Don’t Trade Away our Human Rights: Communities remind Penny Wong ahead of Chinese Foreign Minister’s visit to Canberra

Australia Tibet Council

Tibetan communities across Australia will join for a rally in Australia’s capital today in response to Chinese Foreign Minister, Wang Yi’s Australian visit.

Tibetans, Uyghurs, Hong Kongers, Chinese democracy activists and human rights defenders will send a strong message to China and the Australian Government: Human Rights are Not for Sale.

In February Chinese Authorities shut down peaceful protest by mass arresting over 1,000 Tibetans from Derge county.

The Tibetan protestors, including Buddhist monks, were trying to save their homes and centuries-old monasteries from being destroyed by yet another Chinese Hydro-power dam project.

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“We believe that Australians expect the Foreign Minister to put Human Rights above trade”, said Mr Choezin, President of Australia’s Tibetan community associations. “When dealing with China, the Australian government has vowed to keep raising human rights concerns “at the highest levels” – so our expectations are that human rights violations in Tibet will be a part of the discussion on Wednesday,” Mr Choezin said.

“The Australian Government cannot overlook that China is an authoritarian state and cannot ignore its continuing human rights atrocities against Tibetans, Uyghurs, Hong Kongers, Chinese activists and detained Australian citizens,” said Tsewang Thupten, Spokesperson for the Tibetan Community.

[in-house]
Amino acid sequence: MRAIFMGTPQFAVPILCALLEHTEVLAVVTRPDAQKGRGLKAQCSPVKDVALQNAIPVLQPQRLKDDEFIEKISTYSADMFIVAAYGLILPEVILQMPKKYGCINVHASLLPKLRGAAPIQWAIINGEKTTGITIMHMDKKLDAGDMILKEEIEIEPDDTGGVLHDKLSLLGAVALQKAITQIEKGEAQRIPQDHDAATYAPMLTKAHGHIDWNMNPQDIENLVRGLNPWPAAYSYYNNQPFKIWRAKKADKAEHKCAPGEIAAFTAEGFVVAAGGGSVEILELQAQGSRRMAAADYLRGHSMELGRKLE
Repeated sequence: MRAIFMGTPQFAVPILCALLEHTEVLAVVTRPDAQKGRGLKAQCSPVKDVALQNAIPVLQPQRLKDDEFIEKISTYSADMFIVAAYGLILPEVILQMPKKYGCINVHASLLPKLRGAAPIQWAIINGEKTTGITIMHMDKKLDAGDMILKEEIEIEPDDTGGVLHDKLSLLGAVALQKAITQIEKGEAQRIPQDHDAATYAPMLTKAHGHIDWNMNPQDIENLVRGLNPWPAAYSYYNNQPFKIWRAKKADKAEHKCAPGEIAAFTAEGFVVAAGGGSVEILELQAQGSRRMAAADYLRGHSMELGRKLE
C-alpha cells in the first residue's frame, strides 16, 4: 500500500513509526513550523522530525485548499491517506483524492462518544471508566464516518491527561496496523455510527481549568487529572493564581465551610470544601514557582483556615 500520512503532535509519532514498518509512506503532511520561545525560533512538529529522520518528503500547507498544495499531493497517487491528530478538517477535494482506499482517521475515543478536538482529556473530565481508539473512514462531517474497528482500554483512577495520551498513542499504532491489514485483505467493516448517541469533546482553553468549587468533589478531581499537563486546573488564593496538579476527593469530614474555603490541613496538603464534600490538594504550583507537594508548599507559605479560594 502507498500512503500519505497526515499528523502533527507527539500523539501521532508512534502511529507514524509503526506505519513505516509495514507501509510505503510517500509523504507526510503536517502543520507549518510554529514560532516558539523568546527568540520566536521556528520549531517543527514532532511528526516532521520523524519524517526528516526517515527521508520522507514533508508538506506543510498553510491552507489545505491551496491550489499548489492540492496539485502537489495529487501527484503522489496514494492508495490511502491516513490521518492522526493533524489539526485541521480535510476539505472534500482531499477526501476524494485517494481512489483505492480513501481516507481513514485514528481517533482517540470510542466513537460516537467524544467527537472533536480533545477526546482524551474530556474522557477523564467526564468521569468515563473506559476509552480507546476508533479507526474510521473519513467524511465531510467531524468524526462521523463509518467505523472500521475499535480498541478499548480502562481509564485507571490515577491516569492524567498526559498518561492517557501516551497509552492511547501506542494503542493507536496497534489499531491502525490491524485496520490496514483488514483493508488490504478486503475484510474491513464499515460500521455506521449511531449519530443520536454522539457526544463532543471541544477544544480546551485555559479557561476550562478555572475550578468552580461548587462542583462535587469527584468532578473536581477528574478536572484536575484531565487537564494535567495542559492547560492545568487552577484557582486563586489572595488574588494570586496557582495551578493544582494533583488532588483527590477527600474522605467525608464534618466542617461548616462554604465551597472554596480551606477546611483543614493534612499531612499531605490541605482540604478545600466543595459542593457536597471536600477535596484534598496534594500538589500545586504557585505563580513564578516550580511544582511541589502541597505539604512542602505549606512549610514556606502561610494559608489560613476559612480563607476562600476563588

“The relationship must not return to “business as usual” just because China is ready to trade again,” Mr Thupten added.

“There is no freedom in Tibet and yet the Australian Government is rewarding the Chinese Government with trade deals,” said Dr Zoe Bedford, Executive Officer, Australia Tibet Council.

“Today we are asking the Australian Government to put human rights above trade and hold the Chinese leadership to account for its atrocities in Tibet. We believe the Australian Government should be issuing Magnitsky Sanctions.”


China’s military occupation of Tibet since 1950 is at a critical stage as nearly one million children, roughly 80 per cent of the children’s population in Tibet, are forcibly removed from their families and culture into a vast network of Chinese colonial boarding schools.

Over the past year, multiple UN human rights experts have found the colonial school system for Tibetan children contrary to international human rights standards.

Tibet has been consistently ranked one of the least places in the world by the independent think tank, Freedom House .

Up to 70 per cent of Australians want to see stronger accountability on human rights according to last year’s Essential Media poll.

/Public Release.